§ 162.2     Discharge Injunction and § 524(i) after BAPCPA
Cite as:    Keith M. Lundin, Lundin On Chapter 13, § 162.2, at ¶ ____, LundinOnChapter13.com (last visited __________).
[1]

The effects of discharge under § 524 were amended by the Bankruptcy Abuse Prevention and Consumer Protection Act of 2005 (BAPCPA)1 in many ways,2 one of which threatens to affect Chapter 13 practice but without much evidence of actual impact.

[2]

New § 524(i) was the change to the Bankruptcy Code in 2005 that was least characteristic of BAPCPA:

(i) The willful failure of a creditor to credit payments received under a plan confirmed under this title, unless the order confirming the plan is revoked, the plan is in default, or the creditor has not received payments required to be made under the plan in the manner required by the plan (including crediting the amounts required under the plan), shall constitute a violation of an injunction under subsection (a)(2) if the act of the creditor to collect and failure to credit payments in the manner required by the plan caused material injury to the debtor.3
[3]

Consistent with much of BAPCPA,4 this new section is internally inconsistent and not simple of interpretation. The new section seems to say that the “willful failure” of a creditor to credit payments received under a confirmed plan “in the manner required by the plan (including crediting the amounts required under the plan)” constitutes a violation of the discharge injunction under § 524(a)(2) unless the confirmation order is revoked, the plan is in default, or the creditor has not received payments required to be made under the plan. A willful failure of a creditor to credit payments received under a confirmed plan, as just described, constitutes a violation of the discharge injunction only if “the act of the creditor to collect and failure to credit payments in the manner required by the plan caused material injury to the debtor.”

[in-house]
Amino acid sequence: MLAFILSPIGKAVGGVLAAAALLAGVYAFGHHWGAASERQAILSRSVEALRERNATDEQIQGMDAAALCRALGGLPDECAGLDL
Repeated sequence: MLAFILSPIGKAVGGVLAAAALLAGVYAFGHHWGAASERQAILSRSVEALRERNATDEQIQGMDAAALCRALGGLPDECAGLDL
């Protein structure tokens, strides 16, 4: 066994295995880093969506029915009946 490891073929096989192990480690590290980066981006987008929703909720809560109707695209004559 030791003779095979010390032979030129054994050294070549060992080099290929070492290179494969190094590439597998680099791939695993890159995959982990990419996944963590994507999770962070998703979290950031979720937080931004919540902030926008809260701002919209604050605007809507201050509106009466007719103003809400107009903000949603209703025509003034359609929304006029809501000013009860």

[4]

The first part of this new section makes the willful failure of a creditor to credit payments in the manner required by a confirmed plan a violation of the discharge injunction. The second part of the new section requires an additional “act of the creditor to collect” and “material injury” to the debtor. The section could be read to require three conditions before a violation of the discharge injunction arises: willful failure of a creditor to credit payments in the manner required by a confirmed plan; an act of the creditor to collect; and material injury to the debtor.

[5]

A confirmed Chapter 13 plan would satisfy the condition that there be a “plan confirmed under this title.” The three conditions after the word “unless”—that the order confirming the plan is revoked, the plan is in default, or the creditor has not received payments required to be made under the plan—are a bit odd in that if any of these circumstances has occurred, it is not likely that a discharge would be entered in the Chapter 13 case. For example, if the order confirming the plan is revoked, the debtor will not become entitled to a discharge and § 524—dealing with the effects of discharge—would not be at issue. Because revocation of confirmation is time restricted to the 180 days after the entry of the confirmation order,5 it is rare that confirmation could be revoked after entry of discharge.